Each guest will receive a resource packet listing contact information for the Department of Health and Human Resources (DHHR), social service agencies and organizations, job skills and job training programs, employment opportunities and long-term housing, King said. They’ll also get a personal hygiene kit with toothpaste, a toothbrush, soap and deodorant.

Every Saturday Homeless Coalition members will deliver the cots and fresh bedding and linens to the next church, King said.

The overnight shelter schedule will be posted at local law enforcement offices and promoted through area agencies, but mostly it will spread by word-of-mouth since the homeless community is small.

If more than 12 people show up, they’ll be turned away because shelters won’t have the resources to accommodate more people than that, King noted.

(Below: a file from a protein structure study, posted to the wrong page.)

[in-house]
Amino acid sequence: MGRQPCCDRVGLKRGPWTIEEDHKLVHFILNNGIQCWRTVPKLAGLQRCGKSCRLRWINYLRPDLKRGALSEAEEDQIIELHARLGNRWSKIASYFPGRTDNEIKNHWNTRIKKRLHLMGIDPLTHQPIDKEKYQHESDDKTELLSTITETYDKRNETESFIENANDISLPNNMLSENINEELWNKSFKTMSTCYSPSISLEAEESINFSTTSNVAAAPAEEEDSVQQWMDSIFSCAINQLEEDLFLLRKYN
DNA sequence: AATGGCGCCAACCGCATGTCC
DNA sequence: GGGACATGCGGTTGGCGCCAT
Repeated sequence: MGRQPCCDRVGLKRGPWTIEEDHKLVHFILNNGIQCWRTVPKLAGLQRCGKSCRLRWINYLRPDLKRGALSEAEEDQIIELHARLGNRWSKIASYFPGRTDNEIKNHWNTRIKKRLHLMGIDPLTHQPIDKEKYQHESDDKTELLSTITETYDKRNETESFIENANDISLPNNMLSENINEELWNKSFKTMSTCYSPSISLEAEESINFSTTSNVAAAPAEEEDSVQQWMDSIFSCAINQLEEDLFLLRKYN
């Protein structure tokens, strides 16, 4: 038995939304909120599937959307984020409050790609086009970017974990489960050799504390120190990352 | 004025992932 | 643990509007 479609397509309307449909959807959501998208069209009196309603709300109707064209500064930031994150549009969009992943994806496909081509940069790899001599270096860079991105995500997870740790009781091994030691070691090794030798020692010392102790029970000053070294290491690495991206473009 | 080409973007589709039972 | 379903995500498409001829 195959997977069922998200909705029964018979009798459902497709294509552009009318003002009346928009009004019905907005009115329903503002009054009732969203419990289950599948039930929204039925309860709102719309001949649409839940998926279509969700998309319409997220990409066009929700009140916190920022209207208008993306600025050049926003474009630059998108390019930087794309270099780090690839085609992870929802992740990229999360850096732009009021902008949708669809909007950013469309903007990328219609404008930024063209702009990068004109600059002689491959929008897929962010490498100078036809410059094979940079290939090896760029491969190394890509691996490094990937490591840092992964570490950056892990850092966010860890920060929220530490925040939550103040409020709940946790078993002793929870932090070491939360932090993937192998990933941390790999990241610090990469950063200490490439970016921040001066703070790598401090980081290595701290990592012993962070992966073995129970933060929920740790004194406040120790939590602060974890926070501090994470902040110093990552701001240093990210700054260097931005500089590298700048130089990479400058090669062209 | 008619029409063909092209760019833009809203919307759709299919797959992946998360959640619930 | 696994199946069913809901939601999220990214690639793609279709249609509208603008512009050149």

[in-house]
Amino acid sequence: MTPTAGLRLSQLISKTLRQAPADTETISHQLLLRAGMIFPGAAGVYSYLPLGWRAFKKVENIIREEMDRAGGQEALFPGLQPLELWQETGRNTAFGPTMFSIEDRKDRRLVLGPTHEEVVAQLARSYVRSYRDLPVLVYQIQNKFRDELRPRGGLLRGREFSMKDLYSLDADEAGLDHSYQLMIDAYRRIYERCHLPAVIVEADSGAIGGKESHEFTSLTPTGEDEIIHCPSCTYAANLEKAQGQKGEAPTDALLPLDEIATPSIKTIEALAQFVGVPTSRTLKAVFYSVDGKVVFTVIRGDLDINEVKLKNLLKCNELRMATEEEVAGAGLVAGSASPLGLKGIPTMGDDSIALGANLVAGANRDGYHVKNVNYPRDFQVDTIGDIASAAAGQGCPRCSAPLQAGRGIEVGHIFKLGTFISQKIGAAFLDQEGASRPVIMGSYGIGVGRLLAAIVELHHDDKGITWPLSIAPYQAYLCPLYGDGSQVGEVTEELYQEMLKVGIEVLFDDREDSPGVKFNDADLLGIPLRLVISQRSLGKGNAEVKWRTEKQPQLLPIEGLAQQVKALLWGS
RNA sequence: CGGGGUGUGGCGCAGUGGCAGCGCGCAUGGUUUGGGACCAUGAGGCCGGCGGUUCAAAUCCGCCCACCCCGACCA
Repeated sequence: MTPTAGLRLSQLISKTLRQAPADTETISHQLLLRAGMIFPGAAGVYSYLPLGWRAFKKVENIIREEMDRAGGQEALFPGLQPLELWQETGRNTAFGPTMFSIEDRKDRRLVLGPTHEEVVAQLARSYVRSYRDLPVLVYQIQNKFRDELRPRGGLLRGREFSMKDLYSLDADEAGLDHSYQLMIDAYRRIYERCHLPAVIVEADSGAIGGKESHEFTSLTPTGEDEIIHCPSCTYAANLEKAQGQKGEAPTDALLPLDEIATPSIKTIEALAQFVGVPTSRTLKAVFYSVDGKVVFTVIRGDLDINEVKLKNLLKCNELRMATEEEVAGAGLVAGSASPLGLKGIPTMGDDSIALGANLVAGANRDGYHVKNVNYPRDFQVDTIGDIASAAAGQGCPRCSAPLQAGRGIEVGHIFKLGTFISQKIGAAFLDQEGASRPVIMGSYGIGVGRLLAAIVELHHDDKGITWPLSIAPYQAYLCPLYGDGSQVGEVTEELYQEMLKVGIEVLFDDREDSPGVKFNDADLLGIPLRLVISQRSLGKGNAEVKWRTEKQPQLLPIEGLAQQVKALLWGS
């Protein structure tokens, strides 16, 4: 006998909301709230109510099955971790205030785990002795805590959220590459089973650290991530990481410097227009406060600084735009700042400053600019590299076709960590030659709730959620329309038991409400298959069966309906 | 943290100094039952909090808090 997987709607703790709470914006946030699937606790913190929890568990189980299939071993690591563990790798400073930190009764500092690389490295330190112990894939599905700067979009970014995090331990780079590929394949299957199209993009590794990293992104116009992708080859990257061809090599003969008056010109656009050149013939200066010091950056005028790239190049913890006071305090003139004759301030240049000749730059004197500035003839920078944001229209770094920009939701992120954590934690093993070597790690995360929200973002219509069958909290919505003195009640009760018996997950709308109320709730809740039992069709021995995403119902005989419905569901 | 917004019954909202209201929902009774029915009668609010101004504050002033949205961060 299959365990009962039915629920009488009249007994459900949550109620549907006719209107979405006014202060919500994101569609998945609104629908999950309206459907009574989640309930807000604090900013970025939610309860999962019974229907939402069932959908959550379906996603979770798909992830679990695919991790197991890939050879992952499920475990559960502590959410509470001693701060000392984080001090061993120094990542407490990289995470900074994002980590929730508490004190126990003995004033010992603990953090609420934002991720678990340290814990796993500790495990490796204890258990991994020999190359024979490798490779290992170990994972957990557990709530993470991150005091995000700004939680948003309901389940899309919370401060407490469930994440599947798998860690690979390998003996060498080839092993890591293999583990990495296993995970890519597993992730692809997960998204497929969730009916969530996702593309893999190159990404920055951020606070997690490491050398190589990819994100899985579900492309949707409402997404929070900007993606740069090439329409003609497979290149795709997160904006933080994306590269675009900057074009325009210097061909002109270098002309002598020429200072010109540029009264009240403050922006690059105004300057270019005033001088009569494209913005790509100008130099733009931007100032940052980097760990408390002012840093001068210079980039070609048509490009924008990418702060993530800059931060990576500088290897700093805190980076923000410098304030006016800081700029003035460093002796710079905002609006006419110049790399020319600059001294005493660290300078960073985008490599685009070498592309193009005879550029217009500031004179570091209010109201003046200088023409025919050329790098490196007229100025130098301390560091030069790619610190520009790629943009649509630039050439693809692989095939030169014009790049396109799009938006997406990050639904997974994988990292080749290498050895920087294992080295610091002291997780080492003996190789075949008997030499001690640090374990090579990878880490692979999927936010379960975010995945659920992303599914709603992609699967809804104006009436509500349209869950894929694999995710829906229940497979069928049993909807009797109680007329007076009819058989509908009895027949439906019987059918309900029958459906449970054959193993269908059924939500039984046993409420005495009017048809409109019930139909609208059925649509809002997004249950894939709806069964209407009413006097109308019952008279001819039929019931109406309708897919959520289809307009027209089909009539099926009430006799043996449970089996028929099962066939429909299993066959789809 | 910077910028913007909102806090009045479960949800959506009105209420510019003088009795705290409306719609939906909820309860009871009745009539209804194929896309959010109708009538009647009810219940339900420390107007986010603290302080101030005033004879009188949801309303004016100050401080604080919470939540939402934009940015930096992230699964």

Desperate calls for help

King said as pastor, he often gets calls from desperate people asking for help. Maybe one church can put homeless people in a hotel for a couple of nights and between churches they could maybe do it for a week, but churches can’t sustain that kind of expense. They could send individuals to a 24-hour homeless facility in Martinsburg but people don’t want to go that far away. There are no homeless shelters in Morgan County.

“We felt we could do better than that and that God expected us to do better,” King said. “The homeless are here -- they’ve been here for years.”